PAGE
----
The total estimated market value of Yellow Medicine County rose from $2.4 billion in 2012 to $3.2 billion in 2013, with the impressive $800 million overall market value jump stemming by and large from ag-related construction and property value increases.
YMC Assessor Connie Erickson was on hand during Tuesday's county board meeting to detail the 2013 overall county assessment, which is based on property sales that occurred between October 2011 and September 2012.
According to Erickson, the sum total of the county's ag property values, which also includes ag structures, increased by 33 percent for 2013 after having increased by 20 percent in 2012 and nine percent in 2011.
Residential properties saw a much smaller valuation increase of 2.68 percent that nevertheless surpassed gains of 1.89 percent the year prior. Commercial/Industrial properties saw no change in value, just as they had the preceding year.
The sizable, lop-sided increase to the total value of agricultural properties has further pushed the overall tax burden onto agriculturally classified properties, which now account for 89 percent, or $2.8 billion of the county's $3.2 billion total market value. This figure is up from 87 percent in 2012, 85 percent in 2011 and 74 percent looking back a decade to 2002.
The percentage that the $277 million total residential property values account for the county's overall market wealth in turn was reduced to 11 percent in 2012 to 8.7 percent in 2013. Meanwhile, the commercial/industrial properties valuation, comprising a total $55 million, dropped from two percent to 1.73 percent.
Overall construction in the county was down by $4.2 million to $11.5 million after a record breaking year in 2012 that saw $15.7 million of new construction. Erickson said that the record year was driven by major projects such as the Prairie Grain Partners expansion, and that the $11.5 million was still very high from a historical perspective.
"In general, we usually maintain a construction of eight to nine million dollars, so we're still really aggressive," she noted.
Major conservation valuation changes
In related news, Erickson also mentioned changes to the agricultural homestead credit, which increased from $1.29 million for 2013 to 1.5 million for 2014, as well as new legislation that will affect property owners who enlist in conservation programs.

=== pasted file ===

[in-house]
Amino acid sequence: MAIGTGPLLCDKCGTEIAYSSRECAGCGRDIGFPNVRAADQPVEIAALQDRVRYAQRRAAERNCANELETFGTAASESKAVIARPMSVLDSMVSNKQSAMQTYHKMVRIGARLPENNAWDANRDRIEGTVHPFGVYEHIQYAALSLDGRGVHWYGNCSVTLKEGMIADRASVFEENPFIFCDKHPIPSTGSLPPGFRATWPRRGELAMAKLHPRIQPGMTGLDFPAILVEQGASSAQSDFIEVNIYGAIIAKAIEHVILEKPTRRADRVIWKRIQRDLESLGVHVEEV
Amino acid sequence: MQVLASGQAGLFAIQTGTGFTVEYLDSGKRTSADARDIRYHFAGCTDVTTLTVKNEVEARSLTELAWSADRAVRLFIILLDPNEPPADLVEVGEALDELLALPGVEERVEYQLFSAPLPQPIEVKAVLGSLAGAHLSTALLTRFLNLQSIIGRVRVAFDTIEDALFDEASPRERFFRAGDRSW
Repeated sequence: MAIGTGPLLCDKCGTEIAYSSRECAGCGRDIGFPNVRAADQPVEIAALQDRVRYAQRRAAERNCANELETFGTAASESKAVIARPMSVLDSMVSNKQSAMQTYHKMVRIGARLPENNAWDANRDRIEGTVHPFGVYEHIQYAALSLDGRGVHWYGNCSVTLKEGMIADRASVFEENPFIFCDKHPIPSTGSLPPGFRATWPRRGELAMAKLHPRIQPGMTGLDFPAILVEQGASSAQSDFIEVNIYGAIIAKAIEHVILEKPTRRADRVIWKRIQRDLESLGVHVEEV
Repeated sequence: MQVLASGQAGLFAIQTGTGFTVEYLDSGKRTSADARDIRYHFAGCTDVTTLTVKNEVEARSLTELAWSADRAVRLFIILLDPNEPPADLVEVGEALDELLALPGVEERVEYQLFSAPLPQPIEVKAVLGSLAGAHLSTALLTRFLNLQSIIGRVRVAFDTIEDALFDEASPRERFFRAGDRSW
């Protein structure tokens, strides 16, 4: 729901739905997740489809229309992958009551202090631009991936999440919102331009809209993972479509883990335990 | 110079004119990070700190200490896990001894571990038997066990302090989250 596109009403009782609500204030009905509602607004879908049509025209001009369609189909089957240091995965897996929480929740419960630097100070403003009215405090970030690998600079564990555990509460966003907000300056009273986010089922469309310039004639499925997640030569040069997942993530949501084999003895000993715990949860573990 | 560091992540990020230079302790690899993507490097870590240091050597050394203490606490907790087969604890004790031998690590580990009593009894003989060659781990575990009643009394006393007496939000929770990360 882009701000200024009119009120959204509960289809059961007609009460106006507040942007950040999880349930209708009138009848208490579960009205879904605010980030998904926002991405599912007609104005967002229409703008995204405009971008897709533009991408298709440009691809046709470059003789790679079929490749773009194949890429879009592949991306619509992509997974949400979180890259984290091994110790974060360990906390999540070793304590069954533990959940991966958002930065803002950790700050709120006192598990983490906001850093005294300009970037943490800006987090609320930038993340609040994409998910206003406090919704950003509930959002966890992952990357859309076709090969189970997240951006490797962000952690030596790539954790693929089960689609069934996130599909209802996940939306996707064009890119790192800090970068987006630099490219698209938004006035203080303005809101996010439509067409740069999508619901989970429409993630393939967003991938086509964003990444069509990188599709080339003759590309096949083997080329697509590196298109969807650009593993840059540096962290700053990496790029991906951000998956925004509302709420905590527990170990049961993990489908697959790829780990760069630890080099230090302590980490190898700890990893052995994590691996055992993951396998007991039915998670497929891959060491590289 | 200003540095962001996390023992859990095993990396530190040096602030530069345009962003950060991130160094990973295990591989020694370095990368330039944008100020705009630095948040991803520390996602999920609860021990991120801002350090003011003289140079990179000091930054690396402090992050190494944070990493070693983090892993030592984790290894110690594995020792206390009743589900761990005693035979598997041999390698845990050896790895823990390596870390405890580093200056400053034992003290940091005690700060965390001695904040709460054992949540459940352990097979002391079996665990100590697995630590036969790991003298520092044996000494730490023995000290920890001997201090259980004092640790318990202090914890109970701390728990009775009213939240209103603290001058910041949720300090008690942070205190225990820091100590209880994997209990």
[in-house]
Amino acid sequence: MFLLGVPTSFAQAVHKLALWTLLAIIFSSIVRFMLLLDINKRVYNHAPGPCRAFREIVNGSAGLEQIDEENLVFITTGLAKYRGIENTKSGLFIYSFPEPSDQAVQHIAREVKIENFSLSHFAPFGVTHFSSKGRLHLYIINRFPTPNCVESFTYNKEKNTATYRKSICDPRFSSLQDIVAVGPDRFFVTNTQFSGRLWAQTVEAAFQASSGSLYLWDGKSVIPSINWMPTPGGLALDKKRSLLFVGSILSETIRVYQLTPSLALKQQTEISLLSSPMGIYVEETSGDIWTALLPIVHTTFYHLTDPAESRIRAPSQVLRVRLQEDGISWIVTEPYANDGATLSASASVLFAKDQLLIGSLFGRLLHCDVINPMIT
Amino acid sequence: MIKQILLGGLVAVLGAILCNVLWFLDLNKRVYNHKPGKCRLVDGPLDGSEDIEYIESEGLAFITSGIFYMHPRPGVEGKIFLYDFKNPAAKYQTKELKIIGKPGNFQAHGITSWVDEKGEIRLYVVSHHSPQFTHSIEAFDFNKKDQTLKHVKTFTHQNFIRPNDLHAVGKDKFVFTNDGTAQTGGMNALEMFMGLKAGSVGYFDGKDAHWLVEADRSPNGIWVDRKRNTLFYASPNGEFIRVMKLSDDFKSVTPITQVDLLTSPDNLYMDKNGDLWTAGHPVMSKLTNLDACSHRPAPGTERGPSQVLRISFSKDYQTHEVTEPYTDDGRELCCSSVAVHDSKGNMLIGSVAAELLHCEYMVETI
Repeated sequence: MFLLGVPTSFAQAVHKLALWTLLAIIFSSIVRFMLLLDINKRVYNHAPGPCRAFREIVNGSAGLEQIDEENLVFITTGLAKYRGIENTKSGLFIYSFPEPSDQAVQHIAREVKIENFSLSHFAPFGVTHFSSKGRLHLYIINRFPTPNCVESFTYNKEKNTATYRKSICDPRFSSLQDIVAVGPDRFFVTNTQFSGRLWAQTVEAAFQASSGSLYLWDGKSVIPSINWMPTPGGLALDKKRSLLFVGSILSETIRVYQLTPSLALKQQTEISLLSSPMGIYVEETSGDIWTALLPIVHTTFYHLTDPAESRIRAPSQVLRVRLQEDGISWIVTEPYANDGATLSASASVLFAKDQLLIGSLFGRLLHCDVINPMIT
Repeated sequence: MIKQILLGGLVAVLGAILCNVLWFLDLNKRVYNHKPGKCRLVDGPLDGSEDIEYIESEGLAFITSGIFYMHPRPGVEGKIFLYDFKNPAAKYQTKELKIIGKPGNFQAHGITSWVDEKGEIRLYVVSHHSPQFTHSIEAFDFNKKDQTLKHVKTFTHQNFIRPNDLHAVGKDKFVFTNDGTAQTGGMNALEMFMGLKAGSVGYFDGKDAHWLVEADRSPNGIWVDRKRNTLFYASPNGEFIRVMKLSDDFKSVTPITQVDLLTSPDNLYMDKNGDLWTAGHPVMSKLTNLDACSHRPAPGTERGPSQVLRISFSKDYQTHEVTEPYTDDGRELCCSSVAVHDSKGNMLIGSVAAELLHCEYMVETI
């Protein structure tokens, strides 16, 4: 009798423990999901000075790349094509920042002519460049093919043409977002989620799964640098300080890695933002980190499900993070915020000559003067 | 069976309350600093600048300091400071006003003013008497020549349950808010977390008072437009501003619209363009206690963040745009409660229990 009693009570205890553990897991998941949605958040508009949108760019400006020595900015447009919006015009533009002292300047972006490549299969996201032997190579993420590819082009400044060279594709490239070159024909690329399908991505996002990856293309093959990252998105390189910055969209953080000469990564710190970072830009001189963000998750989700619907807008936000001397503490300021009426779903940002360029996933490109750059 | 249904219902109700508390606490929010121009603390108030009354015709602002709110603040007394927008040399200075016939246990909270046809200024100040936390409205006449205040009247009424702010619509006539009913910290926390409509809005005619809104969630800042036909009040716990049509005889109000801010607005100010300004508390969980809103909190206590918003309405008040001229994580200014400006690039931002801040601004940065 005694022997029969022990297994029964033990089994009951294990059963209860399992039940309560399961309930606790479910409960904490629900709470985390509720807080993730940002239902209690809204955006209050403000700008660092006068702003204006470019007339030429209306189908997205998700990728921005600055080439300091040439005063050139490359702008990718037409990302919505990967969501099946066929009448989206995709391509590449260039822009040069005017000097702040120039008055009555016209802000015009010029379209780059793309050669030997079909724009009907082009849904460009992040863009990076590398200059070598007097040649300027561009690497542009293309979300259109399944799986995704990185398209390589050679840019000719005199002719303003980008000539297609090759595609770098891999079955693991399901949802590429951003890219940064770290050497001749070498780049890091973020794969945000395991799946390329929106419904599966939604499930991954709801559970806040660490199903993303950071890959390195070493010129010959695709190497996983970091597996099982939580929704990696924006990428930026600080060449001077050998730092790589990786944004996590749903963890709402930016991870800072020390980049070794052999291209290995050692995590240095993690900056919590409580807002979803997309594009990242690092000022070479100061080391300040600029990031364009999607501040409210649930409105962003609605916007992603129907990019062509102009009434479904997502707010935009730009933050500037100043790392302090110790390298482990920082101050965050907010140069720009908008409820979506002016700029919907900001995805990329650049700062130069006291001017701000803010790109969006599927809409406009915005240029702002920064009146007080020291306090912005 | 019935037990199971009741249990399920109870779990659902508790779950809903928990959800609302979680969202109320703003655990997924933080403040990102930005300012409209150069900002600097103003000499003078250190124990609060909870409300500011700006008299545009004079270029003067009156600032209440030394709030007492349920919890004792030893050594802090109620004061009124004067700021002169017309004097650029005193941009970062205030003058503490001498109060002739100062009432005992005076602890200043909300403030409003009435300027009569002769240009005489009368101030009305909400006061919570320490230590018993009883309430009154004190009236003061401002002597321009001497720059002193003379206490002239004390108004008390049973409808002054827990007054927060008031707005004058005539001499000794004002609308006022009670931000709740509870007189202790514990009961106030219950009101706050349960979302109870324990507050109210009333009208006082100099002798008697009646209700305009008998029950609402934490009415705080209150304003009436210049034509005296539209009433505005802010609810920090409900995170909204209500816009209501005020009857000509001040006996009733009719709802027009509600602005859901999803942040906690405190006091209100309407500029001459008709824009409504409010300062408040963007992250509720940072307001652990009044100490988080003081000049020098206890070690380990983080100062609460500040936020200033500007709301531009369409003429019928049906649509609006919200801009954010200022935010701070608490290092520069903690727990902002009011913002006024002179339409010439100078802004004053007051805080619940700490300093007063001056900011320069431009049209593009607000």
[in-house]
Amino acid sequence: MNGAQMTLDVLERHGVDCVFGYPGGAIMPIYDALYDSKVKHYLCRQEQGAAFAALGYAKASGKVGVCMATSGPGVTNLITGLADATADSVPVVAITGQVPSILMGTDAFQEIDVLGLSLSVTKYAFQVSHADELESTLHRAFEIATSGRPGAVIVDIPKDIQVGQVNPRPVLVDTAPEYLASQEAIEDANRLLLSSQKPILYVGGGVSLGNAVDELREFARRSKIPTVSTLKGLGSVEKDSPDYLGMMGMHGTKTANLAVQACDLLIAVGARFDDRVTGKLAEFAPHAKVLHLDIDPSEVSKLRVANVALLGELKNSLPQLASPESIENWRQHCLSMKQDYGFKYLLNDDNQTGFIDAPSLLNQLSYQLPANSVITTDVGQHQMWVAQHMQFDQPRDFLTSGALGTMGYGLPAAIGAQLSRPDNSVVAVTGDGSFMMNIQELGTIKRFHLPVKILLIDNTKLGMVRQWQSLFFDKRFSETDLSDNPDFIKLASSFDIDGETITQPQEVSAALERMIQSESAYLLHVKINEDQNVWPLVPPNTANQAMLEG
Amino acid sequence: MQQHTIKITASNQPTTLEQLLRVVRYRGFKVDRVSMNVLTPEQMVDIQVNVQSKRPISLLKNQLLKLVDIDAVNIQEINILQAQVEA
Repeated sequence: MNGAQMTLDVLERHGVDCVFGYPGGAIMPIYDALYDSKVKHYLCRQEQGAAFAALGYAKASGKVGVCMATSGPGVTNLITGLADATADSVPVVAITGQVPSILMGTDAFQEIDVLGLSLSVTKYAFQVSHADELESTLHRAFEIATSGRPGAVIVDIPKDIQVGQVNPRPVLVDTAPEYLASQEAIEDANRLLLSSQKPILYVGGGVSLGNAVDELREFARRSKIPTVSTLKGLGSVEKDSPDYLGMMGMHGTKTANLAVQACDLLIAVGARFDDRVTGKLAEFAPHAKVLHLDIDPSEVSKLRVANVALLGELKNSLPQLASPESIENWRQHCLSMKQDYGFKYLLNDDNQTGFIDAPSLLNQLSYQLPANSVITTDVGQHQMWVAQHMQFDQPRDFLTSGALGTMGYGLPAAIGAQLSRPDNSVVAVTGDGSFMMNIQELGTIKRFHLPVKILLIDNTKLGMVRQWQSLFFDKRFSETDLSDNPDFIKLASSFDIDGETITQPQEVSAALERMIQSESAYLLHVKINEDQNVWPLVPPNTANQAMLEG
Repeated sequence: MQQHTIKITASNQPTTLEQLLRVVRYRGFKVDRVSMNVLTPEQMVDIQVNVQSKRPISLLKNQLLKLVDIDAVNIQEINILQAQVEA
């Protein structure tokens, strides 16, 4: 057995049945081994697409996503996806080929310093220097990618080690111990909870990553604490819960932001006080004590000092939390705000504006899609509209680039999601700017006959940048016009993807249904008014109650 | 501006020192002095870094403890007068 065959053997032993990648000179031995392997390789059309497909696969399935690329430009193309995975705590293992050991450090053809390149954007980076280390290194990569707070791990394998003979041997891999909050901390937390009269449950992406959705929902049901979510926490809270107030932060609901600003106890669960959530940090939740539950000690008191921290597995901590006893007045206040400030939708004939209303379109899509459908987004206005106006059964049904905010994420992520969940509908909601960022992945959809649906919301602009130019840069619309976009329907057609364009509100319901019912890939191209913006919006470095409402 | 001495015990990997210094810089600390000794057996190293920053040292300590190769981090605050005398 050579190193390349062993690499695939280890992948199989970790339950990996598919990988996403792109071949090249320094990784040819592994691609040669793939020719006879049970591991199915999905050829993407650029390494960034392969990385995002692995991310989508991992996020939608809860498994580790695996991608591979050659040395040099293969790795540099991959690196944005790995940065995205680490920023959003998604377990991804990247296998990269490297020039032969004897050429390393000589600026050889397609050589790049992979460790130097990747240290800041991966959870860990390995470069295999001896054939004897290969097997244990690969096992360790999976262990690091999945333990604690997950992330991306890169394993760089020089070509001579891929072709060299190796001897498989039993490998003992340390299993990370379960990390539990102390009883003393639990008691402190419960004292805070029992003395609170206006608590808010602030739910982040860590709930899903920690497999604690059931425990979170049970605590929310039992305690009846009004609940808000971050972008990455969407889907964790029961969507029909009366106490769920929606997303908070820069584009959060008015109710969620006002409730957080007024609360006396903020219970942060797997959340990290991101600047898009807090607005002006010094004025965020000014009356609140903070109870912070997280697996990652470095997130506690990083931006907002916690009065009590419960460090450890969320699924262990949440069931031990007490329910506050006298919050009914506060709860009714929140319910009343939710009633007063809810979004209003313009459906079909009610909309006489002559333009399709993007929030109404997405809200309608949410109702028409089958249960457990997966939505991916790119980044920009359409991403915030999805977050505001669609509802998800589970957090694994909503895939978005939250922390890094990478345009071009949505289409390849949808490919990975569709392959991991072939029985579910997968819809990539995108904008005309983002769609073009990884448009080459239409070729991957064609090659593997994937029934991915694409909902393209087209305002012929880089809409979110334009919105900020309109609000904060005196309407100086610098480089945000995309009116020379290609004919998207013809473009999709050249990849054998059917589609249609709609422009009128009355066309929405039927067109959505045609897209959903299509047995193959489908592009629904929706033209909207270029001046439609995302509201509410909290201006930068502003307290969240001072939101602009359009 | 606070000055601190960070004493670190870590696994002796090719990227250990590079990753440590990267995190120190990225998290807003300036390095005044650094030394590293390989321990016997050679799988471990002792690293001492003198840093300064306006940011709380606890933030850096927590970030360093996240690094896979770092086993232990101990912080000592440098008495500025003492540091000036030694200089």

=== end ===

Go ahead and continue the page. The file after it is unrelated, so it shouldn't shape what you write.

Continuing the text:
According to Erickson, the new legislation states that any land in a conservation easement should not be reduced in terms of its valuation except for buffer strips along rivers, streams and lakes that protect water quality.
Prior to the legislation, major conservation reserve programs such as Reinvest in Minnesota (RIM), U.S. Fish and Wildlife land and the Conservation Reserve Enhancement Program (CREP) were reduced in valuation according to easement restrictions, such as those that prohibit crop plantings.
Thus, the change means that such lands may be valued equal to their productive ag-land counterparts. Of the group CREP lands would be by far the most drastically affected, potentially seeing taxable values rise from $1,400 per acre to as much as $4,000 to $7,500 per acre. RIM and Fish Wildlife would see more modest hikes, something around a jump from $1,000 per acre to $1,200.
Page 2 of 2 - "We have six to seven thousand acres in CREP," said Erickson. "The owners will pay more taxes on land they usually can only use for hunting ... There is no recourse for taxpayers."
In other news:
Due to increased case-load work for Yellow Medicine County Family Services children's unit, commissioners approved the hire of a new social worker.
According to child services director Mary Potter, there were 1,789 hours of overtime, totalling $51,952 in expenses to the county, between January 1, 2012 to May 17, 2013. The new employee would be paid around $20 per hour, representing an annual salary somewhere in the range of $45,000 to $48,000.
•Commissioners approved the hire of Ryan Meehan to serve as Parks Director/Equipment Operator. The position will involve time split between the parks and the county highway department. It is full time at a rate of $13.88 per hour.
•A hearing on a tax abatement for the Canby Subway has been set for July 9 at 10:30 p.m.